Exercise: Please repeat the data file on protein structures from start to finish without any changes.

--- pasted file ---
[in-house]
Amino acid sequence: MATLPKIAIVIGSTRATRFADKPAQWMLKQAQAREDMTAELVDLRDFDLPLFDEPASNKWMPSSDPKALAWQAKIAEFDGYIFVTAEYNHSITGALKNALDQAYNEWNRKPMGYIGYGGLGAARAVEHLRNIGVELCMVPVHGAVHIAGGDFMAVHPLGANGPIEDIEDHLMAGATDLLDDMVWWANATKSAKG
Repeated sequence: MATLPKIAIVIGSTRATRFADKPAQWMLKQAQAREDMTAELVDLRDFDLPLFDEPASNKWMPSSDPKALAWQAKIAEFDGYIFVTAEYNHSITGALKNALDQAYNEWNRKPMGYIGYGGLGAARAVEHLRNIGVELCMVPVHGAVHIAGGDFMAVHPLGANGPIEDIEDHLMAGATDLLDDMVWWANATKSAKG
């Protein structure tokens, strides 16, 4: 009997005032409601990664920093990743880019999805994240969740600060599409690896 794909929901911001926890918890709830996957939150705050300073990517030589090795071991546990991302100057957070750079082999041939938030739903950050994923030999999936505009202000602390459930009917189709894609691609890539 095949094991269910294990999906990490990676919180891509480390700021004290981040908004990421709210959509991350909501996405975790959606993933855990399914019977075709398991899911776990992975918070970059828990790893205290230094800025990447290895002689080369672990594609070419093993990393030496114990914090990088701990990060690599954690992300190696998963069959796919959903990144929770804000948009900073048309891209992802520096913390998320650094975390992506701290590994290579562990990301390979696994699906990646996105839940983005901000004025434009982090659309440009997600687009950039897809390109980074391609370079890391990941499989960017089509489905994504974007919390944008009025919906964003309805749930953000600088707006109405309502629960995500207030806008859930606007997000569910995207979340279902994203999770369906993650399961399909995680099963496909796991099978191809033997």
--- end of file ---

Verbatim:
[in-house]
Amino acid sequence: MATLPKIAIVIGSTRATRFADKPAQWMLKQAQAREDMTAELVDLRDFDLPLFDEPASNKWMPSSDPKALAWQAKIAEFDGYIFVTAEYNHSITGALKNALDQAYNEWNRKPMGYIGYGGLGAARAVEHLRNIGVELCMVPVHGAVHIAGGDFMAVHPLGANGPIEDIEDHLMAGATDLLDDMVWWANATKSAKG
Repeated sequence: MATLPKIAIVIGSTRATRFADKPAQWMLKQAQAREDMTAELVDLRDFDLPLFDEPASNKWMPSSDPKALAWQAKIAEFDGYIFVTAEYNHSITGALKNALDQAYNEWNRKPMGYIGYGGLGAARAVEHLRNIGVELCMVPVHGAVHIAGGDFMAVHPLGANGPIEDIEDHLMAGATDLLDDMVWWANATKSAKG
């Protein structure tokens, strides 16, 4: 009997005032409601990664920093990743880019999805994240969740600060599409690896 794909929901911001926890918890709830996957939150705050300073990517030589090795071991546990991302100057957070750079082999041939938030739903950050994923030999999936505009202000602390459930009917189709894609691609890539 095949094991269910294990999906990490990676919180891509480390700021004290981040908004990421709210959509991350909501996405975790959606993933855990399914019977075709398991899911776990992975918070970059828990790893205290230094800025990447290895002689080369672990594609070419093993990393030496114990914090990088701990990060690599954690992300190696998963069959796919959903990144929770804000948009900073048309891209992802520096913390998320650094975390992506701290590994290579562990990301390979696994699906990646996105839940983005901000004025434009982090659309440009997600687009950039897809390109980074391609370079890391990941499989960017089509489905994504974007919390944008009025919906964003309805749930953000600088707006109405309502629960995500207030806008859930606007997000569910995207979340279902994203999770369906993650399961399909995680099963496909796991099978191809033997």